The lasting effect of the Schaw Statutes arose from the 1599 directive that the lodges should employ a reputable notary as secretary, and that he should record all important transactions. The Scottish lodges began to keep minutes, and therefore the appearance of "accepted" (non-operative) masons is better recorded than in England, where there are no known internal records of lodge proceedings.
The first recorded admission of non-masons was on 3 July 1634 at Lodge of Edinburgh (Mary's Chapel) No. 1, in the persons of Sir Anthony Alexander, his elder brother, Lord Alexander, and Sir Alexander Strachan of Thornton. Sir Anthony was the King's Principal Master of Work, and the man who had effectively blocked the second St Clair charter, the lodges of Scotland being his own responsibility. The reasons that his brother and their friend were also admitted are unclear.
The reasons and mechanisms for the transition of masonic lodges from operative communities to speculative fellowships remain elusive. As the responsibility for design shifted from the Master Mason to the architect in the sixteenth century, it is probable that architects started to join the lodges of the masons they worked with. It is also possible that, along with other professional bodies (including the East India Company), operative masonic lodges began to raise money by charging the gentry for admission to their "mysteries". Another opinion states that masonic lodges deliberately recruited the rich and powerful in an attempt to improve their pay and working conditions.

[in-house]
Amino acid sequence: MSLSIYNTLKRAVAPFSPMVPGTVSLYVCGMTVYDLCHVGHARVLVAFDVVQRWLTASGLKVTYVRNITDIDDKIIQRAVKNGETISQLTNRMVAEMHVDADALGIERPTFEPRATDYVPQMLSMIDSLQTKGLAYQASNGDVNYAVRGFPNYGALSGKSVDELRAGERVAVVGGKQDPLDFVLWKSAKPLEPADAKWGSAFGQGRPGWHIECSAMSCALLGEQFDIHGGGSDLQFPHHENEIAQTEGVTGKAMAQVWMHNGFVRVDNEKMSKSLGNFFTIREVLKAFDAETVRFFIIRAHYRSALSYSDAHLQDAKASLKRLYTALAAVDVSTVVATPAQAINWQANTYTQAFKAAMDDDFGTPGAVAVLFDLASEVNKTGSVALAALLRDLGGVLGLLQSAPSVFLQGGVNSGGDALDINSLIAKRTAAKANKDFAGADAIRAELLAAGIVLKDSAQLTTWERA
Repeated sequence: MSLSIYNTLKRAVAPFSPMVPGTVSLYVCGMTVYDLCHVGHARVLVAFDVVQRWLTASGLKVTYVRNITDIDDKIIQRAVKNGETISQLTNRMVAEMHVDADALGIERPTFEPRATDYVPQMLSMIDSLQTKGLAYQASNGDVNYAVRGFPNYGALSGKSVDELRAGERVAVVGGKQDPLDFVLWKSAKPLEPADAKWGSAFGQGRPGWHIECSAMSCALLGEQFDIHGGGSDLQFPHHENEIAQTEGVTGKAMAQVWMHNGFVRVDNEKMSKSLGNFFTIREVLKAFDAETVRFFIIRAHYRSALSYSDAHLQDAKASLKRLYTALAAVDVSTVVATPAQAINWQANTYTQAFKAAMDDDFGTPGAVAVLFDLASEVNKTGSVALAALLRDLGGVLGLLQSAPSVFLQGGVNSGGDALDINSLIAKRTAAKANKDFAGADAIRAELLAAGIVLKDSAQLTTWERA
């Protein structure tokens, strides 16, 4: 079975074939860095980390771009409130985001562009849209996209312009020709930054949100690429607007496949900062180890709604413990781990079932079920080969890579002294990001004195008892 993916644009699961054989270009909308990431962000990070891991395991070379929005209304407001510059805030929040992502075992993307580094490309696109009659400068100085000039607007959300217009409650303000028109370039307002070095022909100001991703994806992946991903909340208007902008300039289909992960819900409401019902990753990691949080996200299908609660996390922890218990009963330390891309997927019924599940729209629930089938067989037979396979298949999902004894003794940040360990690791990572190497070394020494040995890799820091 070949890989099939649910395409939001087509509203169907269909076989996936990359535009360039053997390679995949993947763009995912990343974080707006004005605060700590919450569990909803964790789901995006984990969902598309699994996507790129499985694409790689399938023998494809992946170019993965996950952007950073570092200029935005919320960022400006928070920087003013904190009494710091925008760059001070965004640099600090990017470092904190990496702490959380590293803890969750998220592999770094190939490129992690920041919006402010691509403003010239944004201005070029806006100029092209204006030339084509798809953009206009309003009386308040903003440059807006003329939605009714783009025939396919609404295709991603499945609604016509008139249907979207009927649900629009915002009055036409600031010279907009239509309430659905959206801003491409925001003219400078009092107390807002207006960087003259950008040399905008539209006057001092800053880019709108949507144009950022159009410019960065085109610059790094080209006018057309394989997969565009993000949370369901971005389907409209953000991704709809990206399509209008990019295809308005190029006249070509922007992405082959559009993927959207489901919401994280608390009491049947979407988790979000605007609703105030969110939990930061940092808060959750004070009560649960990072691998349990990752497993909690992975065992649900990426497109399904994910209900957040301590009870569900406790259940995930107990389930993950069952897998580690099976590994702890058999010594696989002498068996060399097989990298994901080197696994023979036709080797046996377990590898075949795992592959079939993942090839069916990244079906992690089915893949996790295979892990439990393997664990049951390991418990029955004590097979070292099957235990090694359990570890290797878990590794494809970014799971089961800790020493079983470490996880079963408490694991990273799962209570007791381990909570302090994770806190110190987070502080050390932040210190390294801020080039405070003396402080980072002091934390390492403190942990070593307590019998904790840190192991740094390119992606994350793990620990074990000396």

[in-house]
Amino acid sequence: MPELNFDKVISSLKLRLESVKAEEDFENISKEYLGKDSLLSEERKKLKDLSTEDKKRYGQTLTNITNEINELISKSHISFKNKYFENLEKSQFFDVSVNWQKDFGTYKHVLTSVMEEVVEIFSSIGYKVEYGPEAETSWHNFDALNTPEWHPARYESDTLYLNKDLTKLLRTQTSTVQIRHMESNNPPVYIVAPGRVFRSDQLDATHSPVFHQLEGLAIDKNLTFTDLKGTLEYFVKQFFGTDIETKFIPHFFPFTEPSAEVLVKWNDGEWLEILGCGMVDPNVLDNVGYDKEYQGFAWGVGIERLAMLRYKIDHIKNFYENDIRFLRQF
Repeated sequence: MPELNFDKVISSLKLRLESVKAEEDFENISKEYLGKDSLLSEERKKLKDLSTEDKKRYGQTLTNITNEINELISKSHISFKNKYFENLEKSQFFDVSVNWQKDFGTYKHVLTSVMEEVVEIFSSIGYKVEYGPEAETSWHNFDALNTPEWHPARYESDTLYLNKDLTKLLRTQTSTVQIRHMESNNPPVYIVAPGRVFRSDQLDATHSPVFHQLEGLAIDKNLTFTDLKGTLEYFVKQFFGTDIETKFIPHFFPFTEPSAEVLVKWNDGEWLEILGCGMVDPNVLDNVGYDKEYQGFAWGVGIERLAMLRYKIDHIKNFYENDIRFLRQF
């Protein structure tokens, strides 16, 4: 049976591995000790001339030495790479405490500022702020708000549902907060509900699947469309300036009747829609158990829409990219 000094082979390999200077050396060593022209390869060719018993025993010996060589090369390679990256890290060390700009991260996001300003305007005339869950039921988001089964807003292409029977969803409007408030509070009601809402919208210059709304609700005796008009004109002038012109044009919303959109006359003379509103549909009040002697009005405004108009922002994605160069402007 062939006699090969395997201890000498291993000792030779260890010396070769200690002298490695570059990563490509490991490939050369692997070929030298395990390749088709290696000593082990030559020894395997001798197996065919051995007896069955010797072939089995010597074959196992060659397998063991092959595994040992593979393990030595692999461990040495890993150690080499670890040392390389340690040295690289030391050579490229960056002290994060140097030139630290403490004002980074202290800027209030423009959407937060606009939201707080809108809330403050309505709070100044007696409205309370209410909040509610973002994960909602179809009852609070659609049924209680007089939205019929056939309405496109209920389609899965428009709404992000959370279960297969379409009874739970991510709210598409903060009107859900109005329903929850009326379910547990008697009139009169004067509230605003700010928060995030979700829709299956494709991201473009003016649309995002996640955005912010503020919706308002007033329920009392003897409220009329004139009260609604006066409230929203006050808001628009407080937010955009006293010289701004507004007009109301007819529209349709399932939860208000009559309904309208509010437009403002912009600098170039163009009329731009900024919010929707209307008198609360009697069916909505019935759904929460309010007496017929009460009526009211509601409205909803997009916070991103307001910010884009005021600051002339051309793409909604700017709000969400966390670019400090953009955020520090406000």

England vs Scotland Membership
On 20 May 1641 Sir Robert Moray was initiated into Freemasonry by several Freemasons who were members of the Lodge of Edinburgh. Although he was initiated into a Scottish lodge, the event took place south of the border: this is earliest extant record of a man being initiated into speculative Freemasonry on English soil.
While lodge records show a gradual development of mixed lodges in Scotland, it is evident that the lodge which initiated Elias Ashmole at Warrington on 16 October 1646 was mainly or entirely composed of speculative or accepted masons. In 1686 Robert Plot's "Natural History of Staffordshire" contains a passage about persons of quality being admitted to the society of free-masons, whose history Plot finds invented and ridiculous. At the start of the Grand Lodge period, there appears to have been a predominance of purely speculative lodges in the south of England, with operative and mixed lodges still in the majority in the north and in Scotland.
In 1716, four lodges and "some old Brothers" met at the Apple Tree Tavern in Covent Garden and agreed to meet again the next year to form a "Grand Lodge". These were the Goose and Gridiron, the Crown, the Apple Tree, and the Rummer and Grapes. The "old Brothers" were probably from the Cheshire Cheese and at least one other lodge.
York is a cathedral city and unitary authority area, at the confluence of the rivers Ouse and Foss, in England. At the 2011 census, the borough population was 198,051 and the population of the city was 153,717. The city has long-standing buildings and structures, such as a minster, castle and ancient city walls. The city is the head settlement of historic Yorkshire and was its own county corporate. City of York Council is a unitary authority responsible for providing all local services and facilities throughout the city and rural areas around the outside of the old city boundaries. The city is also included in North Yorkshire and Leeds city region. The city was founded by the Romans as Eboracum in 71 AD. It became the capital of the Roman province of Britannia Inferior, and later of the kingdoms of Deira, Northumbria and Jórvík. In the Middle Ages, York grew as a major wool trading centre and became the capital of the northern ecclesiastical province of the Church of England, a role it has retained. In the 19th century, York became a major hub of the railway network and a confectionery manufacturing centre, a status it maintained well into the 20th century. During the Second World War, York was bombed as part of the Baedeker Blitz. Although less affected by bombing than other northern cities, several historic buildings were gutted and restoration efforts continued into the 1960s.